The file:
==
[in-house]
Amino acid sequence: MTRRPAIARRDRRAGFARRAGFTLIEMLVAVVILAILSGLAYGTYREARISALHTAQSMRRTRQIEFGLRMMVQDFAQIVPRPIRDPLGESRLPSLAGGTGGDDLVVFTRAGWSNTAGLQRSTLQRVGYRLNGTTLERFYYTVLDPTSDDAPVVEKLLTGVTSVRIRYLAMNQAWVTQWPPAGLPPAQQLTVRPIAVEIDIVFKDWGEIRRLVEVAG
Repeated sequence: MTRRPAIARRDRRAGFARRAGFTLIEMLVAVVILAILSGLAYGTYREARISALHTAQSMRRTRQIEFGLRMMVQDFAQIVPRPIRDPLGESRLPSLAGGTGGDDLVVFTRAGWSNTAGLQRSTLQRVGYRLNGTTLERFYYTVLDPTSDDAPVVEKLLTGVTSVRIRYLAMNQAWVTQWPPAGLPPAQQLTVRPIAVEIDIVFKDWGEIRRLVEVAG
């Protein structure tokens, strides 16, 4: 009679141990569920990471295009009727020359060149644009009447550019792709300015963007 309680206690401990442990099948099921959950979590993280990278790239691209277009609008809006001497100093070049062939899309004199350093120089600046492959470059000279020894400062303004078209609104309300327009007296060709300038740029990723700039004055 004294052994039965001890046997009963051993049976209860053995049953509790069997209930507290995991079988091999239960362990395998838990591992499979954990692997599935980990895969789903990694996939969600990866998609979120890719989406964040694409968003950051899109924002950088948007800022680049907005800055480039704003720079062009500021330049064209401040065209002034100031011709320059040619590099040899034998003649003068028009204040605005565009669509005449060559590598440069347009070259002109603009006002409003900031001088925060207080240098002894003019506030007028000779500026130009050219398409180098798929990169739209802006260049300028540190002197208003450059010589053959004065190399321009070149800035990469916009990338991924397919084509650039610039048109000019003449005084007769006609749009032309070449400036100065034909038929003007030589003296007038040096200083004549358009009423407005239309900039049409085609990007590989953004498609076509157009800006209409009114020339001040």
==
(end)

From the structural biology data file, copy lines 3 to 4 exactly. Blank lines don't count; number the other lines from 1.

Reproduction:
Repeated sequence: MTRRPAIARRDRRAGFARRAGFTLIEMLVAVVILAILSGLAYGTYREARISALHTAQSMRRTRQIEFGLRMMVQDFAQIVPRPIRDPLGESRLPSLAGGTGGDDLVVFTRAGWSNTAGLQRSTLQRVGYRLNGTTLERFYYTVLDPTSDDAPVVEKLLTGVTSVRIRYLAMNQAWVTQWPPAGLPPAQQLTVRPIAVEIDIVFKDWGEIRRLVEVAG
């Protein structure tokens, strides 16, 4: 009679141990569920990471295009009727020359060149644009009447550019792709300015963007 309680206690401990442990099948099921959950979590993280990278790239691209277009609008809006001497100093070049062939899309004199350093120089600046492959470059000279020894400062303004078209609104309300327009007296060709300038740029990723700039004055 004294052994039965001890046997009963051993049976209860053995049953509790069997209930507290995991079988091999239960362990395998838990591992499979954990692997599935980990895969789903990694996939969600990866998609979120890719989406964040694409968003950051899109924002950088948007800022680049907005800055480039704003720079062009500021330049064209401040065209002034100031011709320059040619590099040899034998003649003068028009204040605005565009669509005449060559590598440069347009070259002109603009006002409003900031001088925060207080240098002894003019506030007028000779500026130009050219398409180098798929990169739209802006260049300028540190002197208003450059010589053959004065190399321009070149800035990469916009990338991924397919084509650039610039048109000019003449005084007769006609749009032309070449400036100065034909038929003007030589003296007038040096200083004549358009009423407005239309900039049409085609990007590989953004498609076509157009800006209409009114020339001040």